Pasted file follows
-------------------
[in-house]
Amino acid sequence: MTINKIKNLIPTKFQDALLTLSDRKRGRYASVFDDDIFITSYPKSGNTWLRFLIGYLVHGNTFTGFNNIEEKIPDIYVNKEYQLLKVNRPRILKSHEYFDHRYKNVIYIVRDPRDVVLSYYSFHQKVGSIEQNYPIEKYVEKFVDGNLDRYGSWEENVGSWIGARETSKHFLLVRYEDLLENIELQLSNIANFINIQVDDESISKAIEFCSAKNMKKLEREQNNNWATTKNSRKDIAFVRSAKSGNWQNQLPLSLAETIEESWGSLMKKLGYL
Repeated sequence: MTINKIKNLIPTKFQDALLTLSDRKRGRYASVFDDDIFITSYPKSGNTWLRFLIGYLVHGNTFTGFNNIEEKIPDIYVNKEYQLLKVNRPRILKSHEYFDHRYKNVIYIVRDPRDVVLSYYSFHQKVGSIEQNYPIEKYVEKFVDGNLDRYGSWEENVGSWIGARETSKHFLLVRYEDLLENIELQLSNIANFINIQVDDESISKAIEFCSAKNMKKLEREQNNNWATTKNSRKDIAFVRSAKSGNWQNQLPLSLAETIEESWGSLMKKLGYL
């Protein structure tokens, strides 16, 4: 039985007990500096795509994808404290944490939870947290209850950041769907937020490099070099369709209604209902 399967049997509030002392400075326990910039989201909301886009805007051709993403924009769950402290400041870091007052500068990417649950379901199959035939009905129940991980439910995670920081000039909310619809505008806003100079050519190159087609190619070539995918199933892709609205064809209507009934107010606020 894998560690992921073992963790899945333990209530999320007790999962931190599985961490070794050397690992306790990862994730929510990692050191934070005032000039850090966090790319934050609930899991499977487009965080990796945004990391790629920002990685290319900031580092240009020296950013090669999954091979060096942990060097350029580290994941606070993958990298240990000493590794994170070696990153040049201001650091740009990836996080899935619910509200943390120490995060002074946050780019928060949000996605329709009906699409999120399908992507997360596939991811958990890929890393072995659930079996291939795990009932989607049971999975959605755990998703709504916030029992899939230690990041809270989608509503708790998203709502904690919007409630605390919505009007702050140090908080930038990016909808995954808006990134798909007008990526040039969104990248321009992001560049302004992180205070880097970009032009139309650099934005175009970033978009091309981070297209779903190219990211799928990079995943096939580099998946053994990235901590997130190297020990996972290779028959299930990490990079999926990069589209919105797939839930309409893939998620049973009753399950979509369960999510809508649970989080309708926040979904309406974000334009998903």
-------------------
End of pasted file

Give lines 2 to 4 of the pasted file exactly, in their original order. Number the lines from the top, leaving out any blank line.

Amino acid sequence: MTINKIKNLIPTKFQDALLTLSDRKRGRYASVFDDDIFITSYPKSGNTWLRFLIGYLVHGNTFTGFNNIEEKIPDIYVNKEYQLLKVNRPRILKSHEYFDHRYKNVIYIVRDPRDVVLSYYSFHQKVGSIEQNYPIEKYVEKFVDGNLDRYGSWEENVGSWIGARETSKHFLLVRYEDLLENIELQLSNIANFINIQVDDESISKAIEFCSAKNMKKLEREQNNNWATTKNSRKDIAFVRSAKSGNWQNQLPLSLAETIEESWGSLMKKLGYL
Repeated sequence: MTINKIKNLIPTKFQDALLTLSDRKRGRYASVFDDDIFITSYPKSGNTWLRFLIGYLVHGNTFTGFNNIEEKIPDIYVNKEYQLLKVNRPRILKSHEYFDHRYKNVIYIVRDPRDVVLSYYSFHQKVGSIEQNYPIEKYVEKFVDGNLDRYGSWEENVGSWIGARETSKHFLLVRYEDLLENIELQLSNIANFINIQVDDESISKAIEFCSAKNMKKLEREQNNNWATTKNSRKDIAFVRSAKSGNWQNQLPLSLAETIEESWGSLMKKLGYL
């Protein structure tokens, strides 16, 4: 039985007990500096795509994808404290944490939870947290209850950041769907937020490099070099369709209604209902 399967049997509030002392400075326990910039989201909301886009805007051709993403924009769950402290400041870091007052500068990417649950379901199959035939009905129940991980439910995670920081000039909310619809505008806003100079050519190159087609190619070539995918199933892709609205064809209507009934107010606020 894998560690992921073992963790899945333990209530999320007790999962931190599985961490070794050397690992306790990862994730929510990692050191934070005032000039850090966090790319934050609930899991499977487009965080990796945004990391790629920002990685290319900031580092240009020296950013090669999954091979060096942990060097350029580290994941606070993958990298240990000493590794994170070696990153040049201001650091740009990836996080899935619910509200943390120490995060002074946050780019928060949000996605329709009906699409999120399908992507997360596939991811958990890929890393072995659930079996291939795990009932989607049971999975959605755990998703709504916030029992899939230690990041809270989608509503708790998203709502904690919007409630605390919505009007702050140090908080930038990016909808995954808006990134798909007008990526040039969104990248321009992001560049302004992180205070880097970009032009139309650099934005175009970033978009091309981070297209779903190219990211799928990079995943096939580099998946053994990235901590997130190297020990996972290779028959299930990490990079999926990069589209919105797939839930309409893939998620049973009753399950979509369960999510809508649970989080309708926040979904309406974000334009998903």